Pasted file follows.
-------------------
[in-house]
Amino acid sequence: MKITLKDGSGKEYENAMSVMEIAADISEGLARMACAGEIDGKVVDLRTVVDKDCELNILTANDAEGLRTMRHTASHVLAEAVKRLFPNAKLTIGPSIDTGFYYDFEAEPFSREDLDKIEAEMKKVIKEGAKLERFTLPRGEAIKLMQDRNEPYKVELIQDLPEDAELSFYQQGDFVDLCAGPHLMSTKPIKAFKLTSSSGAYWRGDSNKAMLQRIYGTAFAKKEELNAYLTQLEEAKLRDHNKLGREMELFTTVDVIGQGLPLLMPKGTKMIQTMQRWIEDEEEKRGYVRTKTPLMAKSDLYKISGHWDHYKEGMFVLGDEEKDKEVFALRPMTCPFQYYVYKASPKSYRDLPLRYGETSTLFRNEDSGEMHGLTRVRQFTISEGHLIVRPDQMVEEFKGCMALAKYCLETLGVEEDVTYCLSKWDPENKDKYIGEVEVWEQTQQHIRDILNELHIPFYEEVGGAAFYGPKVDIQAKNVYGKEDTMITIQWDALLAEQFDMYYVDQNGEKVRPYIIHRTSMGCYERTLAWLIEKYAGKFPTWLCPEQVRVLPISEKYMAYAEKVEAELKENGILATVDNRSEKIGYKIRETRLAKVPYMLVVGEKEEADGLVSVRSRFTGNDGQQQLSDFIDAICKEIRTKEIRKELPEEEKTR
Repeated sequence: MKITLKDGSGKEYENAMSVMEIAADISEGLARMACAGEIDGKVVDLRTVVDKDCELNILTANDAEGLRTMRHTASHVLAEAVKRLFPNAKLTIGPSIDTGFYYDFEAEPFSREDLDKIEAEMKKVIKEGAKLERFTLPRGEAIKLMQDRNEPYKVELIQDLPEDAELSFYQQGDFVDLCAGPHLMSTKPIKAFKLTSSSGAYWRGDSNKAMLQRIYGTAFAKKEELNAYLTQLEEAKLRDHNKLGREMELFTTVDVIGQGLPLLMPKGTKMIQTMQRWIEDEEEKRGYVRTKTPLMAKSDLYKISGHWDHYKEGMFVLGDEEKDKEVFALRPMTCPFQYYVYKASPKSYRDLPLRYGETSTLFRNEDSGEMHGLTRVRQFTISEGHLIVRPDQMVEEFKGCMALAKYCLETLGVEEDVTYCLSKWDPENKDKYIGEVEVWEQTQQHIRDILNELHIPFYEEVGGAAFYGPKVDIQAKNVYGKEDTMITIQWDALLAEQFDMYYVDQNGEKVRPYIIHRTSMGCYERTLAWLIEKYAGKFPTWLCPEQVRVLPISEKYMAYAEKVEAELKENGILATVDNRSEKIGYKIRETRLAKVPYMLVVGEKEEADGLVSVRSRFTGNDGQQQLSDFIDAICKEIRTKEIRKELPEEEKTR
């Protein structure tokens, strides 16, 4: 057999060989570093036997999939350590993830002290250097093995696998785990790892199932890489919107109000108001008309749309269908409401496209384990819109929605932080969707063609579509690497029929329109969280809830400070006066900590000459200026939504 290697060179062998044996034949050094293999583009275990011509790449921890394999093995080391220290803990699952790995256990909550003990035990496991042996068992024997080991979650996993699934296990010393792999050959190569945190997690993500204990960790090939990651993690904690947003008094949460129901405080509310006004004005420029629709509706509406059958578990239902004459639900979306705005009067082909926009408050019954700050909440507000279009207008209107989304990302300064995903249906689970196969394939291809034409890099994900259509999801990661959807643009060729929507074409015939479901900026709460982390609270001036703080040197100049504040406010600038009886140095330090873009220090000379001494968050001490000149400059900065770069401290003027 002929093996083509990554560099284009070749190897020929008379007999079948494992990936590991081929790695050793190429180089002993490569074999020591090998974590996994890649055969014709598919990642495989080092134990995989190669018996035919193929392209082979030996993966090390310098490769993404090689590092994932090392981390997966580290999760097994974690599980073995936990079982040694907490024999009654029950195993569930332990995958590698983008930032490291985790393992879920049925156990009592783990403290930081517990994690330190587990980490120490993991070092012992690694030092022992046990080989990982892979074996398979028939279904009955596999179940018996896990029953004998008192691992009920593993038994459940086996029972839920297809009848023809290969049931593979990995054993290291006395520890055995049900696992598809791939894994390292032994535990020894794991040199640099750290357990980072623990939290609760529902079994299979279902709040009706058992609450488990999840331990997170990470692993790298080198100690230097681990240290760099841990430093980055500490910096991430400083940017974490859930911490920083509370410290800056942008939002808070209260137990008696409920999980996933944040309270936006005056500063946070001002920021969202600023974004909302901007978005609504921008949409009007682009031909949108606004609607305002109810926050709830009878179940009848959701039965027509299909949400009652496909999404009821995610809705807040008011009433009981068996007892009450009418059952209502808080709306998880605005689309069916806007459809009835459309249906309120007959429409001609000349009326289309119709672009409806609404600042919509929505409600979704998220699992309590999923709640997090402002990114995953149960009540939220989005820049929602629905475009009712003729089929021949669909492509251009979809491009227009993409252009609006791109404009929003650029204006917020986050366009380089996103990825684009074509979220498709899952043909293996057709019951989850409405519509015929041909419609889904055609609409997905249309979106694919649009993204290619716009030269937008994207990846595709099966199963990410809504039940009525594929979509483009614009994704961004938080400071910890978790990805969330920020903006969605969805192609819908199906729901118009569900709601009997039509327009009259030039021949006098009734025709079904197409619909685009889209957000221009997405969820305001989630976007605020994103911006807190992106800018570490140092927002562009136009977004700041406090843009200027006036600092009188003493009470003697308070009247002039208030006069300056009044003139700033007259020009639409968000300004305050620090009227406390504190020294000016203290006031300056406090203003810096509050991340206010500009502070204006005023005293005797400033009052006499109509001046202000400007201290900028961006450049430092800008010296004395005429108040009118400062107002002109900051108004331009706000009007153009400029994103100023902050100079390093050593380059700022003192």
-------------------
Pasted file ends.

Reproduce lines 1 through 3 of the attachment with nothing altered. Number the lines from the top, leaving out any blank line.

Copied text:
[in-house]
Amino acid sequence: MKITLKDGSGKEYENAMSVMEIAADISEGLARMACAGEIDGKVVDLRTVVDKDCELNILTANDAEGLRTMRHTASHVLAEAVKRLFPNAKLTIGPSIDTGFYYDFEAEPFSREDLDKIEAEMKKVIKEGAKLERFTLPRGEAIKLMQDRNEPYKVELIQDLPEDAELSFYQQGDFVDLCAGPHLMSTKPIKAFKLTSSSGAYWRGDSNKAMLQRIYGTAFAKKEELNAYLTQLEEAKLRDHNKLGREMELFTTVDVIGQGLPLLMPKGTKMIQTMQRWIEDEEEKRGYVRTKTPLMAKSDLYKISGHWDHYKEGMFVLGDEEKDKEVFALRPMTCPFQYYVYKASPKSYRDLPLRYGETSTLFRNEDSGEMHGLTRVRQFTISEGHLIVRPDQMVEEFKGCMALAKYCLETLGVEEDVTYCLSKWDPENKDKYIGEVEVWEQTQQHIRDILNELHIPFYEEVGGAAFYGPKVDIQAKNVYGKEDTMITIQWDALLAEQFDMYYVDQNGEKVRPYIIHRTSMGCYERTLAWLIEKYAGKFPTWLCPEQVRVLPISEKYMAYAEKVEAELKENGILATVDNRSEKIGYKIRETRLAKVPYMLVVGEKEEADGLVSVRSRFTGNDGQQQLSDFIDAICKEIRTKEIRKELPEEEKTR
Repeated sequence: MKITLKDGSGKEYENAMSVMEIAADISEGLARMACAGEIDGKVVDLRTVVDKDCELNILTANDAEGLRTMRHTASHVLAEAVKRLFPNAKLTIGPSIDTGFYYDFEAEPFSREDLDKIEAEMKKVIKEGAKLERFTLPRGEAIKLMQDRNEPYKVELIQDLPEDAELSFYQQGDFVDLCAGPHLMSTKPIKAFKLTSSSGAYWRGDSNKAMLQRIYGTAFAKKEELNAYLTQLEEAKLRDHNKLGREMELFTTVDVIGQGLPLLMPKGTKMIQTMQRWIEDEEEKRGYVRTKTPLMAKSDLYKISGHWDHYKEGMFVLGDEEKDKEVFALRPMTCPFQYYVYKASPKSYRDLPLRYGETSTLFRNEDSGEMHGLTRVRQFTISEGHLIVRPDQMVEEFKGCMALAKYCLETLGVEEDVTYCLSKWDPENKDKYIGEVEVWEQTQQHIRDILNELHIPFYEEVGGAAFYGPKVDIQAKNVYGKEDTMITIQWDALLAEQFDMYYVDQNGEKVRPYIIHRTSMGCYERTLAWLIEKYAGKFPTWLCPEQVRVLPISEKYMAYAEKVEAELKENGILATVDNRSEKIGYKIRETRLAKVPYMLVVGEKEEADGLVSVRSRFTGNDGQQQLSDFIDAICKEIRTKEIRKELPEEEKTR